Recognition and identification
Thrips are small, elongated insects approximately 1 to 2 mm long, with females usually being larger than males. Most species of thrips are herbivorous, although some feed on fungal spores, a few are beneficial predators, and some feed both on plant tissues and on other invertebrates (e.g. mite eggs).
The plant-feeding species rasp the surface cells of leaves (or flower petals, in some cases) and suck out the cell contents; this results in a silvery ‘flecking’ on the surface of the plant tissue that can superficially resemble the early stages of spider mite damage. Small black specks (thrips feces) may also be seen amongst the feeding scars.
Thrips feeding damage, although often relatively minor, can affect the appearance of fruits, vegetables, and some ornamental plants, and concentrated feeding on developing tissues may distort new growth, sometimes in characteristic ways (depending on species) (e.g. leaf-rolls, leaf-folds, etc.). More seriously, like aphids and whiteflies, some species of thrips can transmit plant viruses (e.g., tomato spotted wilt virus) while feeding.
Adult thrips typically have a ‘helmet-shaped’ head when viewed from above, and characteristic ‘fringed’ wings. (Thrips comprise the insect group ‘Thysanoptera’, which literally means ‘fringed wings’). The Thysanoptera as a whole is comprised of two sub-groups, the Terebrantia and Tubulifera, which differ in the number of immature stages (see below) and in the shape of the last abdominal segment (rounded or conical in the former, tubular in the latter).
When adult thrips are not flying, their wings are folded over the back of the abdomen and are hard to see. However, when opened out, each consists of a single strap- or bar-like structure (typically with few or no veins), edged with the long, fine hairs that give the group its name. Immature stages of thrips lack functional wings and are usually paler in color than adults (often translucent white/cream, yellowish, or pale tan).
The color and pattern of adult thrips varies with species, ranging from yellowish-tan to dark brown or black; some species have distinctive black and white markings on the body and/or wings. However, correct species identification usually requires examination under a dissecting microscope or a good hand-lens; in some cases, a more involved procedure involving slide-mounting and examination under a compound microscope is required.
On most indoor crops, however, only a limited number of thrips species are usually encountered. Nevertheless, some may still require careful examination to identify them correctly. Some of the commonest species include onion thrips (Thrips tabaci) (which feeds on a wide variety of crops, including cannabis) and various species of flower thrips (e.g., the western flower thrips (Frankliniella occidentalis)). A useful guide to identifying some of the main species found in protected crops can be found here.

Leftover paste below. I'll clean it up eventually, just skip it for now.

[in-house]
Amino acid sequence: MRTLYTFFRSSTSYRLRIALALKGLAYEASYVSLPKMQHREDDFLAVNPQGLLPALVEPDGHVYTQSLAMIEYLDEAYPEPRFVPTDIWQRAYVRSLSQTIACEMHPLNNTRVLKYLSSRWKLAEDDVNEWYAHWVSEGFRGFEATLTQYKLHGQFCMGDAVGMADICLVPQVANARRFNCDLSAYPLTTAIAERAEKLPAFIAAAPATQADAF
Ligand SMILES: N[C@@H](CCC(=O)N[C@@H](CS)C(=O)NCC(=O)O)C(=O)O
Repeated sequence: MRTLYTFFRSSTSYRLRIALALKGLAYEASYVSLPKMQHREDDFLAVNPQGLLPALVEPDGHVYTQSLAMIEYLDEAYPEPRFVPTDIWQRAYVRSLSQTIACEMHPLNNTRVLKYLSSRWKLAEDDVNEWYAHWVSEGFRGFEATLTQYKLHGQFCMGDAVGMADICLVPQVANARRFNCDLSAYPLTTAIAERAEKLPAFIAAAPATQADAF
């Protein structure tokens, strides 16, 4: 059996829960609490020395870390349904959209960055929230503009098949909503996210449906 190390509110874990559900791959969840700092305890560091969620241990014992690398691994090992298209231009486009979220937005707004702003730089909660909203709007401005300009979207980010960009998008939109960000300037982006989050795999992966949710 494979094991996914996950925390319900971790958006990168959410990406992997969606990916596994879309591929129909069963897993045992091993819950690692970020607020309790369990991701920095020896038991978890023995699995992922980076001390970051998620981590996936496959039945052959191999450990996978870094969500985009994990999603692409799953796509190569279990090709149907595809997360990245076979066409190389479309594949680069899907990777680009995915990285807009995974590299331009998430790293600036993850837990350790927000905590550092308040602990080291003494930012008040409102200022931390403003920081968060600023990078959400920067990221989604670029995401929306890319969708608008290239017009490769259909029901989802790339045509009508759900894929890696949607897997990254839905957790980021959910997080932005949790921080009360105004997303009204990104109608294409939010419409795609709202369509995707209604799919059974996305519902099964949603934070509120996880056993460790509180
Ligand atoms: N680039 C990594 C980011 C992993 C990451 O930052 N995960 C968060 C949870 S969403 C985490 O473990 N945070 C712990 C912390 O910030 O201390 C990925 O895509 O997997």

Thrips eggs—typically either an elongated cylindrical shape, or kidney-shaped—are generally either inserted into plant tissues (Terebrantia) or deposited on the surface of leaves, buds, or similar feeding sites (Tubulifera).
In herbivorous species, the newly hatched first instar larva and the following (slightly larger) second instar larva feed actively on plant issues, whereas the last two immature stages (the pre-pupa and pupal stages) are non-feeding and may be found in protected sites such as crevices or galls on the plant, or in the surface layers of the soil (note that in the Tubulifera, the third and fourth instars are both termed pre-pupae and the fifth is the pupal stage).
The duration of the life cycle (from egg to adult) depends on temperature and species, but typically takes approximately 2 to 4 weeks; several generations may therefore be completed over the course of a single crop cycle.
Adult thrips are quite mobile, and can enter greenhouses through unscreened air vents and similar openings. Where growing facilities are close to field crops or hay fields, an influx of adult thrips may occur when those crops are harvested, or when nearby weedy areas dry out. Yellow sticky traps are useful for monitoring most thrips populations (and other pests) within the crop.
Adult western flower thrips (Frankliniella occidentalis)